China's trillions of yuan of local government debt do not need the central government's bailout, a top Chinese banker said on Wednesday.
Guo Shuqing, the chairman of China Construction Bank, said at an academic forum that the local government debt's impact on the banking industry is "not so big that a (central) government rescue is needed".
To build much-needed infrastructure and stimulate economic growth in the wake of the 2008 financial crisis, local Chinese governments have borrowed massively and investors worry these loans could hobble banks and the economy if they sour.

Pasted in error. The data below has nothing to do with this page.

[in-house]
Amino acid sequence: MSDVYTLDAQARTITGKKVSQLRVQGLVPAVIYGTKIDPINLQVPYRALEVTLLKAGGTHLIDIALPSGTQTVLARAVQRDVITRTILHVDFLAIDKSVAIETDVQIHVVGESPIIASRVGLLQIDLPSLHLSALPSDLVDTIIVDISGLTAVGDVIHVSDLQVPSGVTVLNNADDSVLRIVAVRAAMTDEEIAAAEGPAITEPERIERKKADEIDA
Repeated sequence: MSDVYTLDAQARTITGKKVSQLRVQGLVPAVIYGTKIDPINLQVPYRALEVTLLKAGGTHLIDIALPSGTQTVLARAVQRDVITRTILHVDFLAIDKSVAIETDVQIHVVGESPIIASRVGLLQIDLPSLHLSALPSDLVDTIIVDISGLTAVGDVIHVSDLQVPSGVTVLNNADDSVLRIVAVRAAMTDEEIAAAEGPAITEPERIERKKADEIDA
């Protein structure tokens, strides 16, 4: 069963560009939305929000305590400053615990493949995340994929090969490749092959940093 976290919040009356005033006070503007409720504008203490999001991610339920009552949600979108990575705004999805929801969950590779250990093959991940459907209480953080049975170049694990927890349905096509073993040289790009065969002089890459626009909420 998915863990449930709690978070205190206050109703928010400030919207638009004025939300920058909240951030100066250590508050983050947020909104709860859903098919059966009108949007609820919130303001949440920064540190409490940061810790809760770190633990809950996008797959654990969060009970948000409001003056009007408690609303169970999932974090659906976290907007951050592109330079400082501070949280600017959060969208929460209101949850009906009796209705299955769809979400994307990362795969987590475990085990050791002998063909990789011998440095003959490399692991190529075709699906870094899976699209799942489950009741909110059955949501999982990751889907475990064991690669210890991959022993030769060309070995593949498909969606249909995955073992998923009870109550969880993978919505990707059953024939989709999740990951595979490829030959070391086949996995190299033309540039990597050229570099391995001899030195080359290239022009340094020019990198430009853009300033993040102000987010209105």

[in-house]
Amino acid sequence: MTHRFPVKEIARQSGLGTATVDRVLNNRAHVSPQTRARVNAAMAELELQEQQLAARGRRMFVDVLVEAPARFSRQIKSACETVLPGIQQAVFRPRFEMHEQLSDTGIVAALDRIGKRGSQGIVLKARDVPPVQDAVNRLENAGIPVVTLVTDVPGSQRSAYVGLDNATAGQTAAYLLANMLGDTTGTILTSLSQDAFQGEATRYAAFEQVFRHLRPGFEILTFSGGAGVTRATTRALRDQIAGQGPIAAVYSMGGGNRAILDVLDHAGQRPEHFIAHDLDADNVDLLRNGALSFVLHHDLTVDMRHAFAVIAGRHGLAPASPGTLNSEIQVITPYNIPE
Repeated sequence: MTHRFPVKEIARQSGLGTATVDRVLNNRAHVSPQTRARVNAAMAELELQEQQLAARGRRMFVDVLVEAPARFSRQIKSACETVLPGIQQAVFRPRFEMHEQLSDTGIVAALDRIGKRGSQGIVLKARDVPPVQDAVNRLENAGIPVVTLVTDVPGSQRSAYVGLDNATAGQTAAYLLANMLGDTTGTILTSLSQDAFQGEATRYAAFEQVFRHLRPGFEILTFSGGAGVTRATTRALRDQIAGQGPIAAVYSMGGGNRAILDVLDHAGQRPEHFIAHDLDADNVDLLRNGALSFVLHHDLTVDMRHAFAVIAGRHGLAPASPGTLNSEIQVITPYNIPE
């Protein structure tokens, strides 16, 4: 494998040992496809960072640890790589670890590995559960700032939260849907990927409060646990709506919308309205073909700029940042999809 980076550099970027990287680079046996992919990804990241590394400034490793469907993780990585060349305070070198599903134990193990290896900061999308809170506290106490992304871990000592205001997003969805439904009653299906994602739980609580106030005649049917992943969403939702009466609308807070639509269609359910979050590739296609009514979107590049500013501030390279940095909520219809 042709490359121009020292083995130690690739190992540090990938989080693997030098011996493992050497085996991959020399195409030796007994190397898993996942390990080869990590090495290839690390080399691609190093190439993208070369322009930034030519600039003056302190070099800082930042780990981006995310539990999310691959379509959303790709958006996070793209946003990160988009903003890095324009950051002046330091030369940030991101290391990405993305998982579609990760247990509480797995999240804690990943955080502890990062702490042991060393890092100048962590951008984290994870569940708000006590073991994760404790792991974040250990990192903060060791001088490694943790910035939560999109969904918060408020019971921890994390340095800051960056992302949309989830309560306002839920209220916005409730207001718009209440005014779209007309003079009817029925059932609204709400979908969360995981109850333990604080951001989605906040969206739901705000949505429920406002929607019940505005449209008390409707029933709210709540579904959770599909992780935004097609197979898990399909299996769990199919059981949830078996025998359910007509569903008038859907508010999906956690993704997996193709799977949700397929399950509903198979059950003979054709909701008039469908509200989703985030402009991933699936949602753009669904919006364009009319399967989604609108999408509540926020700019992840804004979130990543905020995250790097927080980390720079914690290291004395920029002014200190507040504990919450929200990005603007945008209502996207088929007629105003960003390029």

China's state auditor has estimated that local Chinese governments have borrowed a total of 10.7 trillion by the end of last year.
But Guo played down risks from the debt for his bank, China's second largest.
"For my bank, I don't think it's a big problem," Guo told the forum in English.
"We just choose the good projects, good companies. We also have a lot of measures to control the risk. Also these projects usually have very good cash flows," Guo said.
Guo too brushed aside concerns about the sale of 1.5 billion China Construction Bank shares by Singapore state investor Temasek for HK$9.39 billion ($1.2 billion).
"They're still our No 3 shareholder. I think they just did some short-term adjustments because of portfolio adjustments and cash balance. I am not worried about it," Guo said.